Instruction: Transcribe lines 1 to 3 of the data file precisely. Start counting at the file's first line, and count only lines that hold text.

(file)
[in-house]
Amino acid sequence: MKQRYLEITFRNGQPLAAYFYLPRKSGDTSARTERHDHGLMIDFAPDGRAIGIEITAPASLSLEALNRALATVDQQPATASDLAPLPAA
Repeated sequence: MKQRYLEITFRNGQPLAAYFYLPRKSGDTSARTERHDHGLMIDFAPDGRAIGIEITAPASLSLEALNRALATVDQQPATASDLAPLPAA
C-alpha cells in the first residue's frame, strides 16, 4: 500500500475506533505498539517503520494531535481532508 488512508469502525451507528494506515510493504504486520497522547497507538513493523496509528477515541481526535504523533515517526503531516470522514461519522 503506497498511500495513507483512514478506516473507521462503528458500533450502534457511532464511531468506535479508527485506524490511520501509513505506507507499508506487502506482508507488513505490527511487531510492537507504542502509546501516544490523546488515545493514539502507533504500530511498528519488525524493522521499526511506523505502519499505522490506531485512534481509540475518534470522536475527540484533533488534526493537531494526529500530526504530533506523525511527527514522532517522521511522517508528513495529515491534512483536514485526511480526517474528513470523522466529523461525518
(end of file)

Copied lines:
[in-house]
Amino acid sequence: MKQRYLEITFRNGQPLAAYFYLPRKSGDTSARTERHDHGLMIDFAPDGRAIGIEITAPASLSLEALNRALATVDQQPATASDLAPLPAA
Repeated sequence: MKQRYLEITFRNGQPLAAYFYLPRKSGDTSARTERHDHGLMIDFAPDGRAIGIEITAPASLSLEALNRALATVDQQPATASDLAPLPAA